Mars Atmosphere and Volatile Evolution Mission (MAVEN)
Scientists will use MAVEN data to determine the role that loss of volatile compounds, such as CO2, NO2, and H2O, from the Mars atmosphere to space has played through time, giving insight into the history of Mars atmosphere and climate, liquid water, and planetary habitability. MAVEN will carry three instrument suites. The Particles and Fields Package, built by the University of California at Berkeley with support from CU/LASP and Goddard Space Flight Center, contains six instruments that will characterize the solar wind and the ionosphere of the planet. The Remote Sensing Package, built by CU/LASP, will determine global characteristics of the upper atmosphere and ionosphere.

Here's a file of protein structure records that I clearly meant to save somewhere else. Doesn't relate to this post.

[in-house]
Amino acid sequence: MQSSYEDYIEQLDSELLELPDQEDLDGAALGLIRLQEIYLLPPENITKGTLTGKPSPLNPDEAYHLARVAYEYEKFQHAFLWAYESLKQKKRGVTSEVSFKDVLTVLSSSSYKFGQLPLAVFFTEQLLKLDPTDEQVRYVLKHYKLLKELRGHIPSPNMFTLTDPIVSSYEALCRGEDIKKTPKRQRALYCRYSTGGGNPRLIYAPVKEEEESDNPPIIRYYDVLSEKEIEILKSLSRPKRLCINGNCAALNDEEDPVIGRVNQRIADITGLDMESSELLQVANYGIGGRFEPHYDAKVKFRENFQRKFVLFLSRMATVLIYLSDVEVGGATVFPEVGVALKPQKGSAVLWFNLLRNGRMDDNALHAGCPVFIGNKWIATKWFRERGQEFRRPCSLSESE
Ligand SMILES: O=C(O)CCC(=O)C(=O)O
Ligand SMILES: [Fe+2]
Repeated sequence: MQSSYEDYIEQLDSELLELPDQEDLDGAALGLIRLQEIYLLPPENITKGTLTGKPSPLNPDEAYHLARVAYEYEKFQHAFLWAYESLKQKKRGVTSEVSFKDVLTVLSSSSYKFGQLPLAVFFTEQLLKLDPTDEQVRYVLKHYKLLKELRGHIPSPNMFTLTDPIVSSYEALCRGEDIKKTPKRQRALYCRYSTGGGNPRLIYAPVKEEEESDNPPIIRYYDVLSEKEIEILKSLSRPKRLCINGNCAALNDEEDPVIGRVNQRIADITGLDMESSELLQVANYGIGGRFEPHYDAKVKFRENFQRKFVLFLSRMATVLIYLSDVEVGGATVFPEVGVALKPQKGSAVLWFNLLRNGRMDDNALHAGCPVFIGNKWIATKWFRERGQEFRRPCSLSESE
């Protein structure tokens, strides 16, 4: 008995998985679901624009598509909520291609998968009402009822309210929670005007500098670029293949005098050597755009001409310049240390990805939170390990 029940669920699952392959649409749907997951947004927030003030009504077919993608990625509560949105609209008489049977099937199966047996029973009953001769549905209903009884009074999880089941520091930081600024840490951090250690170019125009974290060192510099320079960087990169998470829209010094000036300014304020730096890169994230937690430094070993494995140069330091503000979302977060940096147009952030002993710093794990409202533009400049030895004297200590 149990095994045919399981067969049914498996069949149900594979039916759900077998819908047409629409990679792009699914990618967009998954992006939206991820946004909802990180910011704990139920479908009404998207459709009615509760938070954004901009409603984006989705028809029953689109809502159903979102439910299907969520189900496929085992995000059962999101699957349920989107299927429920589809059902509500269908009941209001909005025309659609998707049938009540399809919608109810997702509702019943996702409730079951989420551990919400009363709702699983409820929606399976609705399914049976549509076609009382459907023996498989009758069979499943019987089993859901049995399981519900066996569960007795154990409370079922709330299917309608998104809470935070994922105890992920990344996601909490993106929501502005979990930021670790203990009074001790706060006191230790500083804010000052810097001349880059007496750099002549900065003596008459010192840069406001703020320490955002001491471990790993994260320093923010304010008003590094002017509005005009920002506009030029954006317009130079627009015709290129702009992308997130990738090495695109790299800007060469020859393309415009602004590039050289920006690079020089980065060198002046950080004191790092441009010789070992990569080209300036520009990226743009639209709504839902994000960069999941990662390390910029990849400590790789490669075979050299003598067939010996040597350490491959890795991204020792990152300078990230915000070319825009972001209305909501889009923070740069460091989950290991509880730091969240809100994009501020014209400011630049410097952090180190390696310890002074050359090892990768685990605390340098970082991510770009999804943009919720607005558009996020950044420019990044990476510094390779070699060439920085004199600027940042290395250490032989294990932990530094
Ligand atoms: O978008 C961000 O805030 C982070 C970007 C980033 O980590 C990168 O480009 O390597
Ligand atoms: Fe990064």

The Neutral Gas and Ion Mass Spectrometer, provided by Goddard Space Flight Center, will measure the composition and isotopes of neutral ions. Lockheed Martin, based in Littleton, Colorado, will provide the MAVEN spacecraft, as well as mission operations for the mission. NASA's Jet Propulsion Laboratory will navigate the spacecraft. CU/LASP will provide science operations and data packaging.